Have you held on to your startup DNA?

start up image

Think Google and Amazon and you think innovation. You think incredible products. You think of good, solid experiences. But I think there is a far stronger lesson to carry forward from these orgs. It is their agility. It is the sense of fun and unpredictability. It is the ability to innovate not once or twice but on a continuous ongoing basis. And it has managed to hold on to all of these attributes over the years. What I call the start-up DNA. As a startup you are constantly innovating, improvising, creating. You are light on processes but still amazingly cohesive held together by great team-spirit and camaredrie. Your office is a fun place despite all the tension of where the next day’s working capital will come from. And then you sign on your first client. And the next. You move out of the garage into a nice building with glass-fronts. Your team size increases. You put strong processes in place. Which is all great except that somehow all the trappings seem to kill what made you great and extraordinary in the first place. The culture of agility, of fun, of fluidity. The culture that triggers original thought and clutter-breaking innovation. So you start living off your legacy, milking the cash cows instead of innovating. You eschew the risk. But sooner or later the risk comes up. Because in a fast-changing world the only talisman against risk is innovation. Constant, lean and agile innovations. Which is only possible when you retain that cultural cauldron that made that possible in the first place. The start-up DNA.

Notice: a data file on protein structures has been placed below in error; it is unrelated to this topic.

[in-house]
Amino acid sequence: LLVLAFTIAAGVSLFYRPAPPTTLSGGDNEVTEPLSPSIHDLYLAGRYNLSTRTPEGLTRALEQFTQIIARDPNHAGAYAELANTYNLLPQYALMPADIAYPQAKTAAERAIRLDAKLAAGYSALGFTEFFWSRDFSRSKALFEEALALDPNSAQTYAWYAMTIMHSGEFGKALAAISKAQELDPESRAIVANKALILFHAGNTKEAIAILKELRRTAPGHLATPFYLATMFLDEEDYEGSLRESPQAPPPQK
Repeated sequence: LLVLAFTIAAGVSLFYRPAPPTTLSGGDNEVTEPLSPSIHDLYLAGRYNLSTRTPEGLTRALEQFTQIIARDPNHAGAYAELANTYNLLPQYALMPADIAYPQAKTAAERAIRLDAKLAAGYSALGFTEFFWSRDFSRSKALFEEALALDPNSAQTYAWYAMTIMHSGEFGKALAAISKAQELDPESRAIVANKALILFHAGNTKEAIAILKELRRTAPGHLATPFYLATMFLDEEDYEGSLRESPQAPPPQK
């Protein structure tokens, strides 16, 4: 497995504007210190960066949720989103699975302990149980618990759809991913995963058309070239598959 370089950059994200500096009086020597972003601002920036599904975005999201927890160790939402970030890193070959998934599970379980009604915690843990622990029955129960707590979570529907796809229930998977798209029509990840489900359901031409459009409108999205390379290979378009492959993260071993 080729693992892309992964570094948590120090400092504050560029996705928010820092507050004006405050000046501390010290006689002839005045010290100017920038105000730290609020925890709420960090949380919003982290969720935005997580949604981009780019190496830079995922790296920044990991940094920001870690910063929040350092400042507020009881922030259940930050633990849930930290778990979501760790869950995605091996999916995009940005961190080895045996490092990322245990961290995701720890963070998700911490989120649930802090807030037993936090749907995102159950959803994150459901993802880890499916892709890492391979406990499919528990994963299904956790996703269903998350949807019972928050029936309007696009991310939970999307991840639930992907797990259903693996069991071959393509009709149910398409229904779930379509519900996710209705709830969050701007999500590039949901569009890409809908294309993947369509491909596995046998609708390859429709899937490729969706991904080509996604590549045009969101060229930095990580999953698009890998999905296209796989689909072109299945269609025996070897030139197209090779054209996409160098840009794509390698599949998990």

The start-up DNA also is critical to innovation because it retains the other important lever – the employee morale. It is surprising but true that employee morales are highest in a startup even though resources are low and uncertainties are high. Possibly because it is a smaller group, everyone has ownerships. Everyone is motivated to make things work. The company and individual goal alignment is at the highest. As companies become larger, the individual shrinks in scale unless employees just become numbers and name tags. Unless the employee no longer identifies with the organization. A sure innovation killer. A less than motivated employee will not innovate for you. The only way you can keep his chin up is by keeping the entrepreneurial spirit alive. In everyone. Make everyone feel like an owner. Tough in large orgs. But if a Zappos or an Amazon or a Google can do it, it is not impossible.



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